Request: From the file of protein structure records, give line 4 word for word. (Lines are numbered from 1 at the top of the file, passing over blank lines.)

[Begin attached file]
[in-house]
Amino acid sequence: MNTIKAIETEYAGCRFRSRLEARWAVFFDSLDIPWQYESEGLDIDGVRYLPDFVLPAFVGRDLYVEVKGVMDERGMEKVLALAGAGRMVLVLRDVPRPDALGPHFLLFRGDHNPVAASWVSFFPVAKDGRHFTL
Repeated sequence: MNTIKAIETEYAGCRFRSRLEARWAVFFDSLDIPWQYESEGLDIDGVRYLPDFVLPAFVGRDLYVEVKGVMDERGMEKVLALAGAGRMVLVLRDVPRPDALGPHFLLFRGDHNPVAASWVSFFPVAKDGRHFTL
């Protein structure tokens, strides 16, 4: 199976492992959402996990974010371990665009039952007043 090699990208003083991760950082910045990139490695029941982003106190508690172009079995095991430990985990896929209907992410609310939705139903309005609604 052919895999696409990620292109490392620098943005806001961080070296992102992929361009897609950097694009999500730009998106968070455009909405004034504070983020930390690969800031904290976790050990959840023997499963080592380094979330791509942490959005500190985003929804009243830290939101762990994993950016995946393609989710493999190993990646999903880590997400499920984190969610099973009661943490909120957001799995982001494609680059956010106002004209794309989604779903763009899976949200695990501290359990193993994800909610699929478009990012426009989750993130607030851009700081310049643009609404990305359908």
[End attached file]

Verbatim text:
């Protein structure tokens, strides 16, 4: 199976492992959402996990974010371990665009039952007043 090699990208003083991760950082910045990139490695029941982003106190508690172009079995095991430990985990896929209907992410609310939705139903309005609604 052919895999696409990620292109490392620098943005806001961080070296992102992929361009897609950097694009999500730009998106968070455009909405004034504070983020930390690969800031904290976790050990959840023997499963080592380094979330791509942490959005500190985003929804009243830290939101762990994993950016995946393609989710493999190993990646999903880590997400499920984190969610099973009661943490909120957001799995982001494609680059956010106002004209794309989604779903763009899976949200695990501290359990193993994800909610699929478009990012426009989750993130607030851009700081310049643009609404990305359908």